We spend a lot of time learning different theories (for instance, theory of differential forms, sobolev spaces, homology groups, distributions). Although (at least most parts of) these theories are very natural and understandable when we read them from books, they are very difficult to create at the first place: it could take tens of years of effort of a large number of excellent mathematicians.

After learning those theories, we do exercises or solve problems, but most of the time, we are just using the tools stated in the book. Even the chance that we come up with a "new" definition ourselves is rare. (By "new", I mean "have not learnt", even if someone else have created it before.) So here is my question:

What are some problems which prompts the creation of a new theory?

EDIT: Just to clarify, I am looking for some problems which give everybody a chance to experience the process of creating new mathematics; so the problem need not be as difficult as Riemann conjecture.

By "new theory", I just mean something that help us formulate the problem in a different way. For example, this video on a chess board puzzle has the idea of creating new theories, because unlike other less interesting puzzles about chess board which can be solved by just carefully counting the squares, this video mentions a new way of looking at the problem, namely the vertices of a hypercube.

I have also seen other similar puzzles like this. Apparently, almost all of them are on discrete mathematics, so it would be really interesting if anyone could provide such a "theory creating" problem in other areas of mathematics (e.g. analysis).

Of course, not all theories are created to tackle specific problems, so other ways of experiencing inventing new maths could also be suggested.


2 Answers 2


Fermat's last theorem is certainly an example of a problem that can be stated simply but led to magnificent efforts over hundreds of years and the development of much machinery before it was finally resolved. Wikipedia says

The unsolved problem stimulated the development of algebraic number theory in the 19th century and the proof of the modularity theorem in the 20th century.

More generally, I believe you are referring to "acorns" from the following quote of Erdős:

A well chosen problem can isolate an essential difficulty in a particular area, serving as a benchmark against which progress in this area can be measured. An innocent looking problem often gives no hint as to its true nature. It might be like a 'marshmallow,' serving as a tasty tidbit supplying a few moments of fleeting enjoyment. Or it might be like an 'acorn,' requiring deep and subtle new insights from which a mighty oak can develop...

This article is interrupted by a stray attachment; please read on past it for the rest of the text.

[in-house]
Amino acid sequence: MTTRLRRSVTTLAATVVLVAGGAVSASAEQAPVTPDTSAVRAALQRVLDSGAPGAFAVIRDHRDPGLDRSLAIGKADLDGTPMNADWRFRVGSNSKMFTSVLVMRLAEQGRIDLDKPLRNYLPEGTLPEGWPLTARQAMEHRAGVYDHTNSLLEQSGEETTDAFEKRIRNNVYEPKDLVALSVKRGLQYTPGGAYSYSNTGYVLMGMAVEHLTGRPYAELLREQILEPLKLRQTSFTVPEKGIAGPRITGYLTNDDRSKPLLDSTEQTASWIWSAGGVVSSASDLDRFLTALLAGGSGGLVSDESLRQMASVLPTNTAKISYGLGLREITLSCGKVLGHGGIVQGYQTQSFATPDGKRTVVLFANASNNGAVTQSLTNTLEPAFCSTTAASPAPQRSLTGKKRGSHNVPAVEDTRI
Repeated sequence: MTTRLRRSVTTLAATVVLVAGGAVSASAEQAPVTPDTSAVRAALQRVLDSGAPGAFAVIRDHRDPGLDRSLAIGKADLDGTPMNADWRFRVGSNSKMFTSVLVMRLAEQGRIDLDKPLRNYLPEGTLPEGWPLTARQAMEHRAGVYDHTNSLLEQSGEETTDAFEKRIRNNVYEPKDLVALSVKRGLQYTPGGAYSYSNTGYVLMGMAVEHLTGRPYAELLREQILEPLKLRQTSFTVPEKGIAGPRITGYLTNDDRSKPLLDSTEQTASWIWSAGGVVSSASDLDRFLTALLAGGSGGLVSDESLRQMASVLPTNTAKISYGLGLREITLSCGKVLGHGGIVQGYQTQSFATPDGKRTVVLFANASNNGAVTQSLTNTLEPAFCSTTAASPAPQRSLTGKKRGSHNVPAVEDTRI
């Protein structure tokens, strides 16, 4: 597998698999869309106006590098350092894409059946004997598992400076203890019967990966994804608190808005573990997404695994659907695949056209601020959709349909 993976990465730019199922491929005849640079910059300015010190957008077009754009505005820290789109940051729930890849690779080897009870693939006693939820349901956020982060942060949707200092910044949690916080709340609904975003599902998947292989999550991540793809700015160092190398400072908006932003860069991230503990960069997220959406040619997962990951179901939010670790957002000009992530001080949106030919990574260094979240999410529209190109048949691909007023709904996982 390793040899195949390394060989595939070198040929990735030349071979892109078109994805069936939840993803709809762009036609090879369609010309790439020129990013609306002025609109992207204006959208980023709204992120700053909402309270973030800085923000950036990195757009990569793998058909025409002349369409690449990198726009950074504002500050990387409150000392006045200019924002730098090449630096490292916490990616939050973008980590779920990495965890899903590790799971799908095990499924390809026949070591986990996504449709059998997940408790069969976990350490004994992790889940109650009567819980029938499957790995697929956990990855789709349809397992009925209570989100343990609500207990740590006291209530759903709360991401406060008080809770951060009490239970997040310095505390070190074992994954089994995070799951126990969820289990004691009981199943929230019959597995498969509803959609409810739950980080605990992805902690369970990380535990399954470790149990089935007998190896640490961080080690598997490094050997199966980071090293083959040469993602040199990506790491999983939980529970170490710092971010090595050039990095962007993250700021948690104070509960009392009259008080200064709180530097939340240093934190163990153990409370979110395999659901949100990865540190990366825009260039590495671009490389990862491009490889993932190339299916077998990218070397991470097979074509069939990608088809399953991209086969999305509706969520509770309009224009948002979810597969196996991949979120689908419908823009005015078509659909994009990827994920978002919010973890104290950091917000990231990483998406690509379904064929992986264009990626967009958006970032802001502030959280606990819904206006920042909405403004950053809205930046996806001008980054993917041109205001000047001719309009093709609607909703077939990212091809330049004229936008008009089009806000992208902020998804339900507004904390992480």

It says at this link

Throughout his career, work on his proposed problems in a variety of areas of mathematics consistently led to advances and discoveries. Much of Erdős' legacy stems from his ability to capture the essence of a deep mathematical issue in a seemingly simple problem.

So I'm sure that if you look up the problems posed by Erdős throughout his life, you'll find plenty of acorns.

EDIT: I just read more about Erdős in the essay, The Two Cultures of Mathematics, by Timothy Gowers:

many people who have solved an Erdős problem... will testify that, as they thought harder and harder about it, they have been led in unexpectedly fruitful directions and come to realize that the problem was more than the amusing curiosity that it might at first have seemed.


Well, here is my h'penny's worth :

In trying and eventually succeeding in proving Fermat's last Theorem, Andrew Wiles developed vast swaths of new mathematics. (As had others before him even without managing a proof). The problems are all around; The Riemann Hypothesis - with the tantalising "video's" of the zeros in the complex plane - and other "millennium problems" for example. The worthwhile problems tend to not be easy though !

The Millenium Prize problems : https://en.wikipedia.org/wiki/Millennium_Prize_Problems

The Riemnann Hypothesis : https://en.wikipedia.org/wiki/Riemann_hypothesis

Andrew Wiles : https://en.wikipedia.org/wiki/Andrew_Wiles

Kummer Theory : https://en.wikipedia.org/wiki/Kummer_theory

(Thanks for the lead to Kummer Theory, Hagen von Eitzen !)

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    $\begingroup$ As an example of those "before him": Kummer theory $\endgroup$ Jul 11, 2020 at 9:16

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